Remarks
Rajiv Shah
USAID Administrator
InterContinental Hotel
New York City
September 21, 2010


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Other participants in the panel:

Anthony Lake, Executive Director of the United Nations Children's Fund; Peter Power, Irish Minister of State for Overseas Development; Beverly ODA, Canadian Minister of International Cooperation; Andrew Mitchell, British Secretary of State for International Development; Kristalina Georgieva, European Commissioner for International Cooperation, Humanitarian Aid and Crisis Response; Dr. Margaret Chan, Director-General of the World Health Organization; Tamar Atinc, World Bank Vice President for the Human Development Network; Josette Sheeran, Executive Director of the UN World Food Program

MR. LAKE: I’ve been asked first to call us to order, and then secondly to offer a few words of context before we get to discussions, I hope, in more detail on breastfeeding, on nutritional supplementation, on Vitamin A, on hand washing, et cetera.

First, I would like very much to thank the governments of Ireland and the United States for calling attention to the issue of nutrition, which has been for much too long under-discussed and overlooked, and to thank the Secretary General for his leadership, and all of our partners here and all of you in this room who are doing so much every day on this issue.

So to set the context, let me ask each of you to make with me a leap of imagination. I want you to imagine a judge sitting in a courtroom and before him is brought a newborn baby, and the judge sternly looks over the bench, and without hesitation, condemns that infant to death or to a life sentence of learning challenges and poor health and diminished potential. Now, can you do it? No, of course not. It’s unimaginable. But that is exactly what is happening everyday to millions of children in the world’s poorest places and hardest to reach communities. Through inaction, through inattention, through simple ignorance of the irreversible effects of undernutrition, we are slamming down the gavel, like that judge, on these children’s capacity to learn, to grow, and to thrive. And it makes me angry.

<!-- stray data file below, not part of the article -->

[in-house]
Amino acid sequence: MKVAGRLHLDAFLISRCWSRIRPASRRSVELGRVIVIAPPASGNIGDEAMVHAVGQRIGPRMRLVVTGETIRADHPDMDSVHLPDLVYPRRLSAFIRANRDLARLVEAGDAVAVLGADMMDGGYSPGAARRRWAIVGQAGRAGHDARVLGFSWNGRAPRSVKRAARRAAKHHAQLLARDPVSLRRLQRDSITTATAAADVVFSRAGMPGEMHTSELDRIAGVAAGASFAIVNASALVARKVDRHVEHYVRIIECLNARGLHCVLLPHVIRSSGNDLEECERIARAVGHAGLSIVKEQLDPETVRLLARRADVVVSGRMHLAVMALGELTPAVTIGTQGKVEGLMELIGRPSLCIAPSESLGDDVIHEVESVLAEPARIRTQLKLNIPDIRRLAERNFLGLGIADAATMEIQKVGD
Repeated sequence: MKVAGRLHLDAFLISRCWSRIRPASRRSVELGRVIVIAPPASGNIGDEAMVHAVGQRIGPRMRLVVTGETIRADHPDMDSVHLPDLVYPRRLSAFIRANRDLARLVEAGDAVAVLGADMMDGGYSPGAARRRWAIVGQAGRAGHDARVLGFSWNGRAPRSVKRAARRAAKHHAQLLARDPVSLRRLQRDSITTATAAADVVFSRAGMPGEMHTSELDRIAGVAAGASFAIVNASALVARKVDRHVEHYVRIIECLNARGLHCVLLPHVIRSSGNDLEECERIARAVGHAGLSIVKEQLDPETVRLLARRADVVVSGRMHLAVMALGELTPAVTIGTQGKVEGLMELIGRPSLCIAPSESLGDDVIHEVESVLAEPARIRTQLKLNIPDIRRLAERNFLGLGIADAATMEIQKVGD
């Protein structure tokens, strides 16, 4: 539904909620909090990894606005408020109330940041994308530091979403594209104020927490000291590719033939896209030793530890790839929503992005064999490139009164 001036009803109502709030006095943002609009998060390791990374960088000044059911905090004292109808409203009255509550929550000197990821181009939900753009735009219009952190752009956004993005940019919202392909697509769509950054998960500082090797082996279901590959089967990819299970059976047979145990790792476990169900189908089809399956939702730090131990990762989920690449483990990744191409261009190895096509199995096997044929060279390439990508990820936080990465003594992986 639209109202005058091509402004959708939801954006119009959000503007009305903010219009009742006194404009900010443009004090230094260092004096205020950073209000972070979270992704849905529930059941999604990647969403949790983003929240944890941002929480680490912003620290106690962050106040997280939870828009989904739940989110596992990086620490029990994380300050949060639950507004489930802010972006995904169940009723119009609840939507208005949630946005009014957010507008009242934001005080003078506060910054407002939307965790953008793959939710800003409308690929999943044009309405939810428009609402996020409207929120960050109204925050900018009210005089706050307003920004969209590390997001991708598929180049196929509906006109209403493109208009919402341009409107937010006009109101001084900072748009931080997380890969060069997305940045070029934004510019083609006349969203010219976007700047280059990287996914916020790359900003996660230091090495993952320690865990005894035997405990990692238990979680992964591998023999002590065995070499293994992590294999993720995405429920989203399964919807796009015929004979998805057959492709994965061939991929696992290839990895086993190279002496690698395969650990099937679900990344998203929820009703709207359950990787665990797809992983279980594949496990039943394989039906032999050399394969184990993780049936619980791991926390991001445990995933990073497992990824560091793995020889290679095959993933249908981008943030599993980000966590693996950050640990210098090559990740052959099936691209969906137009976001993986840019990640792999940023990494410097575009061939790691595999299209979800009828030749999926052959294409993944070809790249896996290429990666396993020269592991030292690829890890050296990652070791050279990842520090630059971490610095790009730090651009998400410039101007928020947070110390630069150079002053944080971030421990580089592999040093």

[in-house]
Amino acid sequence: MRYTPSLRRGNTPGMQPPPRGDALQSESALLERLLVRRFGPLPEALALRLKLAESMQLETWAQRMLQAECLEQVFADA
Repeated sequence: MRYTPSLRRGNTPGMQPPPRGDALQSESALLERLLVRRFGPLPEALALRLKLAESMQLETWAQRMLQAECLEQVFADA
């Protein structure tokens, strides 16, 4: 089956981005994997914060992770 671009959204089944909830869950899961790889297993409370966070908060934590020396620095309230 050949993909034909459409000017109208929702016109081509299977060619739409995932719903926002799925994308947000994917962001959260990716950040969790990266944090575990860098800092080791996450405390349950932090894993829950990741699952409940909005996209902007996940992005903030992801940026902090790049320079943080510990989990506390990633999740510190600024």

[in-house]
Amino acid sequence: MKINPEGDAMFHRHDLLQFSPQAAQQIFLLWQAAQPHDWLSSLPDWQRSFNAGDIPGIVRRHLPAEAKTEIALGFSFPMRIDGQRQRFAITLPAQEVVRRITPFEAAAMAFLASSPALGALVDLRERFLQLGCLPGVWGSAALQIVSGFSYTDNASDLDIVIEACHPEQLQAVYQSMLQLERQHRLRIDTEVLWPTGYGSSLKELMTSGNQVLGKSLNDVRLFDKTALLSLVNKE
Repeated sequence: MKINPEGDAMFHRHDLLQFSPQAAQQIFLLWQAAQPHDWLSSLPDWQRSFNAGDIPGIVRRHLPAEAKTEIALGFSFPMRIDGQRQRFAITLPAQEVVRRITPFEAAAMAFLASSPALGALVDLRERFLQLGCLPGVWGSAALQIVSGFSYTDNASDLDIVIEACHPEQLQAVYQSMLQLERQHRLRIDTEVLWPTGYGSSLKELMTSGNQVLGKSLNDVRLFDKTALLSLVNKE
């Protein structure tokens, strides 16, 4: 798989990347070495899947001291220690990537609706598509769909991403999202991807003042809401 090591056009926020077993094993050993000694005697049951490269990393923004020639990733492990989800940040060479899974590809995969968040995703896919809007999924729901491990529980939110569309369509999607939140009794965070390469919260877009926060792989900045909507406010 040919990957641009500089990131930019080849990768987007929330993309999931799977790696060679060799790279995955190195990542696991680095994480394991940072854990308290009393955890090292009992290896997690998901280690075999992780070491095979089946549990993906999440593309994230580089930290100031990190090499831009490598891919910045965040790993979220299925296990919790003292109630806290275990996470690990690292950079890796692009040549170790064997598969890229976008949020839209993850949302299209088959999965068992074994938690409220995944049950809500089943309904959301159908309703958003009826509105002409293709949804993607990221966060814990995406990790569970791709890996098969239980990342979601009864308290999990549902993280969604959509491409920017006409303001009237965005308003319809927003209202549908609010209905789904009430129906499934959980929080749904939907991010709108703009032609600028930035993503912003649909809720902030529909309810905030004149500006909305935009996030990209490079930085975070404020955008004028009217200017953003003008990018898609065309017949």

And we know that the burden of undernutrition and the stunted physical and cognitive development that it causes falls overwhelmingly on the world’s poorest communities and poorest countries perpetuating an intergenerational cycle of poverty and despair. In fact, UNICEF recently released a report that shows that poor children in developing countries are twice as likely to suffer from stunting as children from richer households in those countries.

Just look at a country like Niger, nearly half of all the children in Niger suffer from stunting – nearly half of the children; that’s 1.5 million children experiencing irreversible harm that will diminish their development and undermine the strength of their society. Half a million of those children are suffering from acute malnourishment, and 100,000 of those children are in severe and critical condition. Without immediate intervention, most of them will almost surely die. That is a tragedy. That is an outrage. But it hardly makes the papers. Can anyone doubt if there were a sudden outbreak of cholera or the death toll of a natural disaster of some sort that most people would pay attention?

The stakes of malnutrition could not be higher. And nutrition, like education, like clean water, like health care, cuts across our ability to achieve all of our development goals, not just MDG-1. But rather than contemplate the consequences of failure, we should be looking at the enormous opportunities that this presents and seizing those opportunities. That is what the 1,000 Days approach is all about and it’s also the purpose of the SUN framework, guidelines our partners and we have developed for the most effective ways to scale up nutrition and implement those policies in the places where the highest burden of stunting is taking place.

But to make this work, we need a new commitment to coordinate our efforts across the sectors, working in partnership with governments and the private sector across the UN, throughout civil society, and most importantly at the country level, to scale up nutrition.